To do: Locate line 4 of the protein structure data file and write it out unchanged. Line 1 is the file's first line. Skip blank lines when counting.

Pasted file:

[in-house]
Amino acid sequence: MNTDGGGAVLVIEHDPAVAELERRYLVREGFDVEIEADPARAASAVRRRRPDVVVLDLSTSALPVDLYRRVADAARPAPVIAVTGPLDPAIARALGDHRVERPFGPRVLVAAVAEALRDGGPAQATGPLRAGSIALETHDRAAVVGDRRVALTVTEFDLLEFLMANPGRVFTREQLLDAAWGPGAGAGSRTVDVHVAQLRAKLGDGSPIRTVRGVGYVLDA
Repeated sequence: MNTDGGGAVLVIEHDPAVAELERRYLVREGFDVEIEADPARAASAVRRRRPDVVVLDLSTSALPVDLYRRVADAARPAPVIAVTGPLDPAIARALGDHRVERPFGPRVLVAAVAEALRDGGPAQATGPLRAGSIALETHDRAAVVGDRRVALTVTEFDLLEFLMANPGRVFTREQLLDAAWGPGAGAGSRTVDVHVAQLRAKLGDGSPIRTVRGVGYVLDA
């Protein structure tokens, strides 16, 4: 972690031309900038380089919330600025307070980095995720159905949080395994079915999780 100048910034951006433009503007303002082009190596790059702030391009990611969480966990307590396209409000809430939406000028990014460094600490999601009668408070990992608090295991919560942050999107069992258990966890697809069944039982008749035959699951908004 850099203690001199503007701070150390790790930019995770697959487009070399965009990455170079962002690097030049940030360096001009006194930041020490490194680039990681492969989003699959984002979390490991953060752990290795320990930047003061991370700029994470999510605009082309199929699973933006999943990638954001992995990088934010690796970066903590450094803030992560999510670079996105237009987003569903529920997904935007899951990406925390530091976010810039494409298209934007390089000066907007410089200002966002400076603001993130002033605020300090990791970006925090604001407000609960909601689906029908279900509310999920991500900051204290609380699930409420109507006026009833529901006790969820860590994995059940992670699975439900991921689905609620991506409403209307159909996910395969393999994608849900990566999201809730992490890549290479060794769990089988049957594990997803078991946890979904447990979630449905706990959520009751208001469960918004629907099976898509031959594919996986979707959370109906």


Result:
């Protein structure tokens, strides 16, 4: 972690031309900038380089919330600025307070980095995720159905949080395994079915999780 100048910034951006433009503007303002082009190596790059702030391009990611969480966990307590396209409000809430939406000028990014460094600490999601009668408070990992608090295991919560942050999107069992258990966890697809069944039982008749035959699951908004 850099203690001199503007701070150390790790930019995770697959487009070399965009990455170079962002690097030049940030360096001009006194930041020490490194680039990681492969989003699959984002979390490991953060752990290795320990930047003061991370700029994470999510605009082309199929699973933006999943990638954001992995990088934010690796970066903590450094803030992560999510670079996105237009987003569903529920997904935007899951990406925390530091976010810039494409298209934007390089000066907007410089200002966002400076603001993130002033605020300090990791970006925090604001407000609960909601689906029908279900509310999920991500900051204290609380699930409420109507006026009833529901006790969820860590994995059940992670699975439900991921689905609620991506409403209307159909996910395969393999994608849900990566999201809730992490890549290479060794769990089988049957594990997803078991946890979904447990979630449905706990959520009751208001469960918004629907099976898509031959594919996986979707959370109906």